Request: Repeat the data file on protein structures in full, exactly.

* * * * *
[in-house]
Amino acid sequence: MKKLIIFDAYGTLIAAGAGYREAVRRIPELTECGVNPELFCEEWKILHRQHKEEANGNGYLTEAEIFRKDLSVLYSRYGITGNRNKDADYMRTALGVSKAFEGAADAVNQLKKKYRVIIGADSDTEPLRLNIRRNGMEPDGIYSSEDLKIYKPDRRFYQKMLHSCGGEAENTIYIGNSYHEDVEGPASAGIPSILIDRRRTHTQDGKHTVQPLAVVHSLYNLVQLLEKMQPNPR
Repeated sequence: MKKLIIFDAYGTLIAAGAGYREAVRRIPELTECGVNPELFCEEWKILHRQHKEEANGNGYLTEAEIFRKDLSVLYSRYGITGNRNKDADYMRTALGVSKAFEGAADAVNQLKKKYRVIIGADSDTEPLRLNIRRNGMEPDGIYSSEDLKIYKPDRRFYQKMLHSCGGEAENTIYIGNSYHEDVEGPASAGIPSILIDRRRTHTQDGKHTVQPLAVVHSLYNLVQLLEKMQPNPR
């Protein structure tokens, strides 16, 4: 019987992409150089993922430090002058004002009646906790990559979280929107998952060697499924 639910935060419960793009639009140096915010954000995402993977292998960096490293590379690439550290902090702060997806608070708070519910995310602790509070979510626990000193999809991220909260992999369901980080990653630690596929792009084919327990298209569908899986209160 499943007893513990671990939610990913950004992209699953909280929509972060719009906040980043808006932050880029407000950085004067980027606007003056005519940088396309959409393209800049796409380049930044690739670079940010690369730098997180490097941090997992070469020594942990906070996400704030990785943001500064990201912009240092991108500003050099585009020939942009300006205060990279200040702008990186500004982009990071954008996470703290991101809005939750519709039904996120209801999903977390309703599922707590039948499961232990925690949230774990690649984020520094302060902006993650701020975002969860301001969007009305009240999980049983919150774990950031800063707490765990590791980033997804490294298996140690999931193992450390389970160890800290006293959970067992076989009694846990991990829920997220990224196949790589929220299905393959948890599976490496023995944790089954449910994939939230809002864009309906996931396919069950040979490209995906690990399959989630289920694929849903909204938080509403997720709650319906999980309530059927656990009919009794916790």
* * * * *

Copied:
[in-house]
Amino acid sequence: MKKLIIFDAYGTLIAAGAGYREAVRRIPELTECGVNPELFCEEWKILHRQHKEEANGNGYLTEAEIFRKDLSVLYSRYGITGNRNKDADYMRTALGVSKAFEGAADAVNQLKKKYRVIIGADSDTEPLRLNIRRNGMEPDGIYSSEDLKIYKPDRRFYQKMLHSCGGEAENTIYIGNSYHEDVEGPASAGIPSILIDRRRTHTQDGKHTVQPLAVVHSLYNLVQLLEKMQPNPR
Repeated sequence: MKKLIIFDAYGTLIAAGAGYREAVRRIPELTECGVNPELFCEEWKILHRQHKEEANGNGYLTEAEIFRKDLSVLYSRYGITGNRNKDADYMRTALGVSKAFEGAADAVNQLKKKYRVIIGADSDTEPLRLNIRRNGMEPDGIYSSEDLKIYKPDRRFYQKMLHSCGGEAENTIYIGNSYHEDVEGPASAGIPSILIDRRRTHTQDGKHTVQPLAVVHSLYNLVQLLEKMQPNPR
């Protein structure tokens, strides 16, 4: 019987992409150089993922430090002058004002009646906790990559979280929107998952060697499924 639910935060419960793009639009140096915010954000995402993977292998960096490293590379690439550290902090702060997806608070708070519910995310602790509070979510626990000193999809991220909260992999369901980080990653630690596929792009084919327990298209569908899986209160 499943007893513990671990939610990913950004992209699953909280929509972060719009906040980043808006932050880029407000950085004067980027606007003056005519940088396309959409393209800049796409380049930044690739670079940010690369730098997180490097941090997992070469020594942990906070996400704030990785943001500064990201912009240092991108500003050099585009020939942009300006205060990279200040702008990186500004982009990071954008996470703290991101809005939750519709039904996120209801999903977390309703599922707590039948499961232990925690949230774990690649984020520094302060902006993650701020975002969860301001969007009305009240999980049983919150774990950031800063707490765990590791980033997804490294298996140690999931193992450390389970160890800290006293959970067992076989009694846990991990829920997220990224196949790589929220299905393959948890599976490496023995944790089954449910994939939230809002864009309906996931396919069950040979490209995906690990399959989630289920694929849903909204938080509403997720709650319906999980309530059927656990009919009794916790």